When it comes to minor health concerns, however, such as cough or a back pain, I am very comfortable with the use of CAM and I often hire the service of Thai masseuse to relieve me of my back pain and I do not hesitate to drink herb extracts for my cough. Moreover, aromatheraphy is also very relaxing and really makes the blood circulate better.
Another CAM that I am greatly curious with is Acupuncture because of its years of usage. I strongly believe that a medical practice like Acupuncture, be it called an alternative method, is really effective when properly undertaken. Acupuncture would never survive this long if the results are not favorable to patients. I would really like to experience this kind of treatment if given the chance.
Barnes, P., E.Powell-Griner, K. McFann, and R. Nahin. (2004). Complementary and Alternative Medicine Use Among Adults: United States, 2002. National Center for Complementary and Alternative Medicine, National Institutes of Health. Retrieved 16 May 2008 from http://www.cdc.gov/nchs/data/ad/ad343.pdf
House Select Study on Complementary and Alternative Medicine, Final Report to the House of Representatives 2007 North Carolina General Assembly. (2006). Retrieved 15 May 2008, from http://www.ncga.state.nc.us/documentsites/legislativepublications/Study%20Reports%20to%20the%202007%20NCGA/Complementary%20and%20Alternative%20Medicine.pdf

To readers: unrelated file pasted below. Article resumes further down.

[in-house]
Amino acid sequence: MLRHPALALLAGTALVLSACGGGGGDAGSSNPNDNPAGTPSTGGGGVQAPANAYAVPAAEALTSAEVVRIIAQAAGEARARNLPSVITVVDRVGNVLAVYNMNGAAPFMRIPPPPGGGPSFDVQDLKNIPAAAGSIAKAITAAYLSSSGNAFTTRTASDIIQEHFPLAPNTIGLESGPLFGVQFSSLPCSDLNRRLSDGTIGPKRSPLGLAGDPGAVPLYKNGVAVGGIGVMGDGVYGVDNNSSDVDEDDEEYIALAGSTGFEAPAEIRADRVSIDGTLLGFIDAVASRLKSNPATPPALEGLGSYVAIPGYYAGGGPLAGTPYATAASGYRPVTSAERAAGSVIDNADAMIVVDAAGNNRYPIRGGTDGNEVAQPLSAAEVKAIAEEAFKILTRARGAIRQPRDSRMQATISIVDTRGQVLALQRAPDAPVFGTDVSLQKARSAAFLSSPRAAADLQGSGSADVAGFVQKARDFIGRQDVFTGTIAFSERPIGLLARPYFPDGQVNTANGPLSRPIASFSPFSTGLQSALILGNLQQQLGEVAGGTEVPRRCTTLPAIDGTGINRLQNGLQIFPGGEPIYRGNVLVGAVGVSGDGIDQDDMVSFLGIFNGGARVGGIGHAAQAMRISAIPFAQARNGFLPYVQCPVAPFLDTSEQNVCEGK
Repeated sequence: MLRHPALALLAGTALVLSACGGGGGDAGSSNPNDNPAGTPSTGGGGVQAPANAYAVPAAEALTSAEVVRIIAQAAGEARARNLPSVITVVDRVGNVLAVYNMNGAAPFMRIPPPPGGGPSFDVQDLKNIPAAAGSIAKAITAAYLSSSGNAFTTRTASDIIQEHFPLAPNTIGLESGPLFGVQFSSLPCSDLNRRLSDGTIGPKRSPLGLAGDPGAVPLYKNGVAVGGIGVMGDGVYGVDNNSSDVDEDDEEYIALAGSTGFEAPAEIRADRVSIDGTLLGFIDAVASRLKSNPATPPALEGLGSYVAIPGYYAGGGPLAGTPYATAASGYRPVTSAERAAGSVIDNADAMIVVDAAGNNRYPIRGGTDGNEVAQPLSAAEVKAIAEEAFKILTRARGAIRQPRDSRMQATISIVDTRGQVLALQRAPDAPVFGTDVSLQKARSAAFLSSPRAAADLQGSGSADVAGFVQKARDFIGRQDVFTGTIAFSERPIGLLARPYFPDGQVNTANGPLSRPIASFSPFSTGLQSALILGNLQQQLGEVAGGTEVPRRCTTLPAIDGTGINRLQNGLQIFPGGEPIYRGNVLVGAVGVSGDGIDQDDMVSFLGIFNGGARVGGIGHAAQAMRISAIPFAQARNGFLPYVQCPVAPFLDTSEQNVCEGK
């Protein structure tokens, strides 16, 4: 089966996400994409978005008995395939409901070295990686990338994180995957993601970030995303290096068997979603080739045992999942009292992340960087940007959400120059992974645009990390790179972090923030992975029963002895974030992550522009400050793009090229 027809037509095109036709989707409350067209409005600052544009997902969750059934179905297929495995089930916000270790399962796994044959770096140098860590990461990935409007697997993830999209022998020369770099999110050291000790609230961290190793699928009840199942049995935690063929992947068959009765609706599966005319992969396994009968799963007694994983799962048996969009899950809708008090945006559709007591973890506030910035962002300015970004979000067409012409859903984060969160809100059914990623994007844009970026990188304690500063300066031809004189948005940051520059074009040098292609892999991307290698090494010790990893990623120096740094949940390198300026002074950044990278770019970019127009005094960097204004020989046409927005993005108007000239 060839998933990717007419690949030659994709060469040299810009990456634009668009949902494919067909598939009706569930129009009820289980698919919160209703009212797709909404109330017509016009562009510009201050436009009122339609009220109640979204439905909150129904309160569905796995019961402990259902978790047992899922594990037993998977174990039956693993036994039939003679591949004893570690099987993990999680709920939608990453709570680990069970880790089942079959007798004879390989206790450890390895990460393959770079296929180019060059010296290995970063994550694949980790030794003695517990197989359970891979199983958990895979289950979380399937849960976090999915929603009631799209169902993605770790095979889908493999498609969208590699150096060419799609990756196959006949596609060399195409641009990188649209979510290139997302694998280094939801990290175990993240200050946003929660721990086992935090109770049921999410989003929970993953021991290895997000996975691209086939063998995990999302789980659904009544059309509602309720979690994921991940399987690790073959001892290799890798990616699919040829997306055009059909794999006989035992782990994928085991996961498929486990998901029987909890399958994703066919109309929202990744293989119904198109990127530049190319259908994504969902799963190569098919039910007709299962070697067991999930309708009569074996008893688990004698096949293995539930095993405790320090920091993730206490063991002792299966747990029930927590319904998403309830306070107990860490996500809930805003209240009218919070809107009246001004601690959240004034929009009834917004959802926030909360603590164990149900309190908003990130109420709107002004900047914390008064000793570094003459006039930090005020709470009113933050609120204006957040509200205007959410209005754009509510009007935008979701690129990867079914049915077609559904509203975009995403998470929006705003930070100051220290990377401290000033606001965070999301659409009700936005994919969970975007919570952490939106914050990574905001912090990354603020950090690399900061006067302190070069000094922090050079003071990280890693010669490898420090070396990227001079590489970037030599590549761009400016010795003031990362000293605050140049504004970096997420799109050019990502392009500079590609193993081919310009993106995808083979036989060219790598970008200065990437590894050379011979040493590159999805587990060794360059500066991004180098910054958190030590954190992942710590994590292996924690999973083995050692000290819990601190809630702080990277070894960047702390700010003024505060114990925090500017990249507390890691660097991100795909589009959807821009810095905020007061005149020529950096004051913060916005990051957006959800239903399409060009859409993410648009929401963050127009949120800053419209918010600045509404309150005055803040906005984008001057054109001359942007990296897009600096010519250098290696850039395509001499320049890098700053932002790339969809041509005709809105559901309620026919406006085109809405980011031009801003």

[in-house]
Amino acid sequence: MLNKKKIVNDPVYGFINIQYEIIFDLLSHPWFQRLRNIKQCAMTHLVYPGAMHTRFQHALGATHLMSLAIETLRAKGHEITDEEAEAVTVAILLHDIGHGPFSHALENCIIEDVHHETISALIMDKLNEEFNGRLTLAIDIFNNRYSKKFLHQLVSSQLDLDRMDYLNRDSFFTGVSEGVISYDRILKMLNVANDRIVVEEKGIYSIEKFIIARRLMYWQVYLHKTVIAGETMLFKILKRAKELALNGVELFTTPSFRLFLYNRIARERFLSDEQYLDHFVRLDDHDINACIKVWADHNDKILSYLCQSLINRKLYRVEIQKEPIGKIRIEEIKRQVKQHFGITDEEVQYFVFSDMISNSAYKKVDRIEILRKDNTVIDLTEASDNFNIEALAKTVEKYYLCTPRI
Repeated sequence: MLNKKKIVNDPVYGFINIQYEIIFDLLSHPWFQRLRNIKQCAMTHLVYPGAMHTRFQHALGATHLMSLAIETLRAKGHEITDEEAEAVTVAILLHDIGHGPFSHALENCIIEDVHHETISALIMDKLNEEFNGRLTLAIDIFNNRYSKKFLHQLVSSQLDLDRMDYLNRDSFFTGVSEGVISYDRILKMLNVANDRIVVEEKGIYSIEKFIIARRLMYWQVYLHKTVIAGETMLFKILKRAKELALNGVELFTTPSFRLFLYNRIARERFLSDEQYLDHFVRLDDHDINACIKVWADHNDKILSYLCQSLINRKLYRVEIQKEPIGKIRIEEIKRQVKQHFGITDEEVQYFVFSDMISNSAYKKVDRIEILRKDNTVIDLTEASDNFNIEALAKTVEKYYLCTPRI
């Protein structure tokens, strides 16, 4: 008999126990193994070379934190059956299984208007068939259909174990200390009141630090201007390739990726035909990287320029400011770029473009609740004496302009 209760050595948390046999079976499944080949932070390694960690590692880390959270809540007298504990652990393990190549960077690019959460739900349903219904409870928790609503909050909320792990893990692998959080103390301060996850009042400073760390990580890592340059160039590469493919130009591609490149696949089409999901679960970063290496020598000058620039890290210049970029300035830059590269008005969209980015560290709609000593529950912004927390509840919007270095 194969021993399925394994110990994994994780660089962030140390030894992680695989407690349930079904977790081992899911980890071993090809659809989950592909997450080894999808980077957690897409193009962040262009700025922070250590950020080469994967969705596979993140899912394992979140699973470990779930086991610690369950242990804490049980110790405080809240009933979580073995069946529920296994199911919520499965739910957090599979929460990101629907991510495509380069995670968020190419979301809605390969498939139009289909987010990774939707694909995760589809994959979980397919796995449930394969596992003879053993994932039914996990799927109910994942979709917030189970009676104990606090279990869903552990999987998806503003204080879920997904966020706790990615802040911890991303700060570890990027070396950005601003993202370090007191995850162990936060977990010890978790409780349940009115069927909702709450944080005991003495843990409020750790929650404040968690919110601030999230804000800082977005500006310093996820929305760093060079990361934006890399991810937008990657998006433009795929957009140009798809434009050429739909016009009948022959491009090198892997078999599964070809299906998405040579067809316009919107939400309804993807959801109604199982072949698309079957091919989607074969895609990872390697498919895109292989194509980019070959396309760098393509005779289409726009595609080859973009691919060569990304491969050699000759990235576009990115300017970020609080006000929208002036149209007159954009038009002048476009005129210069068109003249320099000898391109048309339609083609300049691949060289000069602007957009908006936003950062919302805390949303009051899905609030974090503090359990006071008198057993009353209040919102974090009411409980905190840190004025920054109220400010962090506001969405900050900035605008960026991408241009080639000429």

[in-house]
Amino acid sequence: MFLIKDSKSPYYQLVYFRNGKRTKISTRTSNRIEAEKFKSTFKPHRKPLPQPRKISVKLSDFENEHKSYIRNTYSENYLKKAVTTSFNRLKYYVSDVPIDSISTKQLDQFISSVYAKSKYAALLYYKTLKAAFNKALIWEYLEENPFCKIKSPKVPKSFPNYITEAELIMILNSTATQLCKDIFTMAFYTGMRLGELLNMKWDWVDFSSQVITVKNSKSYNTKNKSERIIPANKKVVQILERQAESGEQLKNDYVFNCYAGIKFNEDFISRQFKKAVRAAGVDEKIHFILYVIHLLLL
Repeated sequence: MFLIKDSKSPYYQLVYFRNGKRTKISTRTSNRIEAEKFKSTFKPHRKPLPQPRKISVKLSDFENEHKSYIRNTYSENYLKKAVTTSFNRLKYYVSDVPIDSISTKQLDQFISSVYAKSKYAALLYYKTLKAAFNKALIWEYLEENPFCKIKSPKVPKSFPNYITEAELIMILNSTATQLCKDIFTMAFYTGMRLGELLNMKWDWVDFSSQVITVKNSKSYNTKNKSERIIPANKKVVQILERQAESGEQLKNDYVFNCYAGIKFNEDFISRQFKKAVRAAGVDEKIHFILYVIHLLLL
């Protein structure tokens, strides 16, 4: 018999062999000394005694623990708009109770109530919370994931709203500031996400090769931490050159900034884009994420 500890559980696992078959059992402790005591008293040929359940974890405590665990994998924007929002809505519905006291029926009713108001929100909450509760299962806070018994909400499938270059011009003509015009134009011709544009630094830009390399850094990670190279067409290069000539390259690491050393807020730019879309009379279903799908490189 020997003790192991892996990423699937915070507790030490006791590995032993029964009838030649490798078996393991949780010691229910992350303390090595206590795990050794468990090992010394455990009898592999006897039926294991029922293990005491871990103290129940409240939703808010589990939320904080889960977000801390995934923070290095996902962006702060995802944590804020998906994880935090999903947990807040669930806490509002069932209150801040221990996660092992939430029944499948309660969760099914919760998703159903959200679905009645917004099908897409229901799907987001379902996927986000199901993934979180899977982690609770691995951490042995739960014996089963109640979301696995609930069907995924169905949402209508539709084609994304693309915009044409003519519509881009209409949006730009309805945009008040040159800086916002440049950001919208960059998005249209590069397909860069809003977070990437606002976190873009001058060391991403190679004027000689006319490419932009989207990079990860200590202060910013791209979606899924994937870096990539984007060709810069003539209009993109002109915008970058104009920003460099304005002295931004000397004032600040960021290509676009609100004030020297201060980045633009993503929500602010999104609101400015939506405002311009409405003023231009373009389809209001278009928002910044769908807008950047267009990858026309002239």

Neeta, J. and J. A. Astin (2001). The Journal of Alternative and Complementary Medicine. December 1, 2001, 7(6): 689-696. doi:10.1089/10755530152755243. Retrieved 16 May 2008 from http://www.liebertonline.com/doi/abs/10.1089/10755530152755243?cookieSet=1&journalCode=acm
The Use of Complementary and Alternative Medicine (CAM) in the United States. (2007). NCCAM Publication, NCCAM, National Institutes of Health. Retrieved 16 May 2008 from http://nccam.nih.gov/news/camsurvey_fs1.htm
What is CAM?. (2007). NCCAM Publication No. D347, NCCAM, National Institutes of Health. Retrieved 16 May 2008 from http://nccam.nih.gov/health/whatiscam/